Re:Live Google Maps? (4, Insightful)

Marxist Hacker 42 (638312) | about 6 months ago | (#46751051)

We'll also assume you're not interested in continuously updated images of empty ocean.
 
I think the families of Malaysian Flight 370 might have something to say about that.

Re:Live Google Maps? (2)

tsqr (808554) | about 6 months ago | (#46751389)

I think the families of Malaysian Flight 370 might have something to say about that.

I'm sure they would, but the original question was about Google Earth, not ISR.

If you want continuous coverage of all the world's oceans (you would, right; who knows where the next aircraft would disappear to?), then the coverage area balloons from 57.3 million square miles, to about 197 square miles. So, roughly quadruple the number of aircraft required to about 1200. Unit cost would be somewhere between $5 million and $10 million; at the lower number figure $6 billion or so just for the aircraft. Add in ground support equipment, control equipment and people to run the system, and you're starting to talk about some real money. In the history of commercial aviation, a total of 4 commercial passenger airliners have been lost (by which I mean, they disappeared and no trace was ever found), not counting MH370. If MH370 is never found, it will be the first to be lost since 1962.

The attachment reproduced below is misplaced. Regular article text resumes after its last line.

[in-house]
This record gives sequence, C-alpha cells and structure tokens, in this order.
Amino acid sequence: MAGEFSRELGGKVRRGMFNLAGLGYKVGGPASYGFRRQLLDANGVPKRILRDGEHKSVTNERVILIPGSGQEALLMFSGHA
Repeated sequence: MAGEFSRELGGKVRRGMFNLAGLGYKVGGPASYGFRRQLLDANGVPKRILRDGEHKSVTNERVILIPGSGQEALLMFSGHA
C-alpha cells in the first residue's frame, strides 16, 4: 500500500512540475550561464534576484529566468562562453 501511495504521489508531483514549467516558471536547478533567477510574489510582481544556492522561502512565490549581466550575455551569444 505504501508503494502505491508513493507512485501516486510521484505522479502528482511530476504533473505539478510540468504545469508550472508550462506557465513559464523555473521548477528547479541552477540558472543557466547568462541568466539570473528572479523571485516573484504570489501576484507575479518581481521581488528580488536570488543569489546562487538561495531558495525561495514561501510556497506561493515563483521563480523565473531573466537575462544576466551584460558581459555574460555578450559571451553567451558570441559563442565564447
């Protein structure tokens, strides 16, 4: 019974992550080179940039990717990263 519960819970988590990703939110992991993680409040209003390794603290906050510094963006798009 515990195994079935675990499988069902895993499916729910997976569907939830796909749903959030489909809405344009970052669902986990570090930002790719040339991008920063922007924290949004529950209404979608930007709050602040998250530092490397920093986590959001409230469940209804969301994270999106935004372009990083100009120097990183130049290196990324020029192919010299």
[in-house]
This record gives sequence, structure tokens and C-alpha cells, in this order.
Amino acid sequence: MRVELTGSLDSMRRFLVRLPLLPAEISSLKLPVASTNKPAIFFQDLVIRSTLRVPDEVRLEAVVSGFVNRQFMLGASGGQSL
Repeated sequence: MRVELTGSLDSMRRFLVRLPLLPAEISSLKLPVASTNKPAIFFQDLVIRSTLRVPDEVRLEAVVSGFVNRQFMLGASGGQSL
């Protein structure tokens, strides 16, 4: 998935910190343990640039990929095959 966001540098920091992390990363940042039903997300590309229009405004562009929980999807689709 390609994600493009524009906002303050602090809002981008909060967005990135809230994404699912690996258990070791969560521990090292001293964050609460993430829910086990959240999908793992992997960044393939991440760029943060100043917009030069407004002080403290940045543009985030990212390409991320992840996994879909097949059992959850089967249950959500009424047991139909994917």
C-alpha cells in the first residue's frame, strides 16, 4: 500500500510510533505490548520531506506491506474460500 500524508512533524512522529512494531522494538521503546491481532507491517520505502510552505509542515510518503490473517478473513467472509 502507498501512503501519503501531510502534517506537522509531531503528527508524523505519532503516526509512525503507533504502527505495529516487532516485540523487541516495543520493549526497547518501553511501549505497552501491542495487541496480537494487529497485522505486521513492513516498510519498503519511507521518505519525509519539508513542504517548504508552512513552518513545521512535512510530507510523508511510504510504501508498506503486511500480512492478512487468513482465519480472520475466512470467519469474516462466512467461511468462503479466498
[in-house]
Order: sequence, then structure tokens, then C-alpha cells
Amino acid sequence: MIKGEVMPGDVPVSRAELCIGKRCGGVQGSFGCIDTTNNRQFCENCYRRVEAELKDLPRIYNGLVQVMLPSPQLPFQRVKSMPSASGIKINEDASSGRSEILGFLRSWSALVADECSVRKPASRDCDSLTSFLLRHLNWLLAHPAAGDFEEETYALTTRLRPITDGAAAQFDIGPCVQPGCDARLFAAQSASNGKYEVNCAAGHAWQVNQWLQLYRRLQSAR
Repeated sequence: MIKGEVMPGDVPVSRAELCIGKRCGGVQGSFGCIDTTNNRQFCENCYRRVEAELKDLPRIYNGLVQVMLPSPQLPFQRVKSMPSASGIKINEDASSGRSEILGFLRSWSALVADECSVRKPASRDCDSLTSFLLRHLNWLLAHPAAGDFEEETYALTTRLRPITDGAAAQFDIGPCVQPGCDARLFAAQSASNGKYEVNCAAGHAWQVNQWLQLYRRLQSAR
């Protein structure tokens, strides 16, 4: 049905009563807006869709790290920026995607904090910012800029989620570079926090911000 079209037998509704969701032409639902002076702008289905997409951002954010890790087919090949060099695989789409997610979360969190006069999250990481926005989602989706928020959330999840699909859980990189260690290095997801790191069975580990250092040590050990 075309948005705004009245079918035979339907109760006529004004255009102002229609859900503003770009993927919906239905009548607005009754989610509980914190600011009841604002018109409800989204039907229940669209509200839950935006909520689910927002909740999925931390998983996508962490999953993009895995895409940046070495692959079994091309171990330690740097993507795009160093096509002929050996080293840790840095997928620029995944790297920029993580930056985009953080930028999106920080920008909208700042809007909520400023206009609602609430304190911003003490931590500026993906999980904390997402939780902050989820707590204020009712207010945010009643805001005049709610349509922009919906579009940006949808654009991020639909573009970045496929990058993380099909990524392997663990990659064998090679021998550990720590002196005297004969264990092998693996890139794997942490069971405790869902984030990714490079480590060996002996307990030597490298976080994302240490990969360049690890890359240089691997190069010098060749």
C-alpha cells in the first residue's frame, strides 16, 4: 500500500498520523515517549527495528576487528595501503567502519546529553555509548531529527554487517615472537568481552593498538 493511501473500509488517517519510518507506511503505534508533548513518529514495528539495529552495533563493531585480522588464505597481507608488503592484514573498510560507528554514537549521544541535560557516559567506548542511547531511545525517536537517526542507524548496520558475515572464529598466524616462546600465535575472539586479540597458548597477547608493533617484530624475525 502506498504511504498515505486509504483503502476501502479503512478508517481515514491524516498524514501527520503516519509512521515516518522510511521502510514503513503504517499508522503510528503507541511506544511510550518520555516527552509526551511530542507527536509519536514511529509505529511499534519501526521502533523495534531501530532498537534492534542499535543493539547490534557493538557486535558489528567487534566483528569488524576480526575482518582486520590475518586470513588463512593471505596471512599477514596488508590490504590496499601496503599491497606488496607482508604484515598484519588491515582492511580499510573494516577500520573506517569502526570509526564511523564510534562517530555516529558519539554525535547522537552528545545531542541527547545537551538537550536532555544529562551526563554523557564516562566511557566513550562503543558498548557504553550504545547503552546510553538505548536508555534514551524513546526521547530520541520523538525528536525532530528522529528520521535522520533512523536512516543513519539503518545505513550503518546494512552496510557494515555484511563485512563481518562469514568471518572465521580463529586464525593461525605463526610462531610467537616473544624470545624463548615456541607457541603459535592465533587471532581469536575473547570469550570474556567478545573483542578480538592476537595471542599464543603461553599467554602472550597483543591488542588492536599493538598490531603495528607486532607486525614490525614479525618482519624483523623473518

Re:Live Google Maps? (0)

Anonymous Coward | about 6 months ago | (#46755451)

Then they can pay for it.

Hopefully $2 billion (0)

Anonymous Coward | about 6 months ago | (#46750563)

It just doesn't look good if you don't pay billion$.

Re:Hopefully $2 billion (2)

Overzeetop (214511) | about 6 months ago | (#46750643)

Mark...is that you?

Fuck Google (-1)

Anonymous Coward | about 6 months ago | (#46750663)

Fuck g00gle and their fucked up drones and spyglasses, wardrivers and everything else they defile on earth.

Re:Fuck Google (1)

NIK282000 (737852) | about 6 months ago | (#46750917)

I know, don't feed the trolls but when did war driving turn into a bad thing? Was it when it stopped being internet hipster enough because 'big data' started to do it?
 
if paranoid = 1 {
  Lock up your wifi
}